San Diego’s OncoSec Medical Inc. has entered a research collaboration with Merck & Co., one of the largest pharmaceutical companies in the world.
The duo is looking to discover if OncoSec’s technology will make one of Merck’s anti-cancer drugs work better (and for more patients). Specifically, the clinical trial will look at how safe and effective it is to give skin cancer patients a combination treatment using Merck’s drug, Keytruda, alongside OncoSec’s proprietary technology called ImmunoPulse.
ImmunoPulse uses electricity to zap cancer cells, causing tiny pores to briefly appear in the cell membranes. This “electroporation” allows drugs or compounds to be delivered directly to a tumor site, which then activates a systemic response throughout the entire body.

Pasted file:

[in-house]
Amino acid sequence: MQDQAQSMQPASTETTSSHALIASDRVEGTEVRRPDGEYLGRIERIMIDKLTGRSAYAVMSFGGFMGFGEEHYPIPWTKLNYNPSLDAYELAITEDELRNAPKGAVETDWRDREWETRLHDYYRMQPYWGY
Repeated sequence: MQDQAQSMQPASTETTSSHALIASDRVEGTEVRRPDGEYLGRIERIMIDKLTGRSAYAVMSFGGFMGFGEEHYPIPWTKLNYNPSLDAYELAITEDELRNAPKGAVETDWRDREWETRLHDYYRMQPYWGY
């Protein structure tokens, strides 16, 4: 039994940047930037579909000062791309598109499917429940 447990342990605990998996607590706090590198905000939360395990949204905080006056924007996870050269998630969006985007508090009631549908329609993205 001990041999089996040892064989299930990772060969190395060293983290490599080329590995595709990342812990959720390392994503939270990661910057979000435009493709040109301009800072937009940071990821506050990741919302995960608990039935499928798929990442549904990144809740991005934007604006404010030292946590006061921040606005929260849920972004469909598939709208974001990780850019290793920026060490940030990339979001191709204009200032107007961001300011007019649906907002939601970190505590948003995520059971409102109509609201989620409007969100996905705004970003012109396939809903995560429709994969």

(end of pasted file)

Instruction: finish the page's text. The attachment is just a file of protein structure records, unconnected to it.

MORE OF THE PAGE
Under the collaboration agreement, OncoSec will sponsor and fund the study and Merck will provide their drug, Keytruda.
Keytruda, by the way, has had a big week. The cancer drug was approved Wednesday as a first choice for most patients with non-small cell lung cancer when used in combination with chemotherapy. Wall Street analysts estimate that drugs like Keytruda, called checkpoint inhibitors, will reach sales of $30 billion by 2022, with most of the sales going to Merck and Bristol-Myers Squibb.
OncoSec is recruiting patients for the Phase 2 study with Keytruda, specifically looking at people with stage three or four metastatic melanoma who are progressing, or have progressed, on previous treatment with an anti-PD-1 therapy.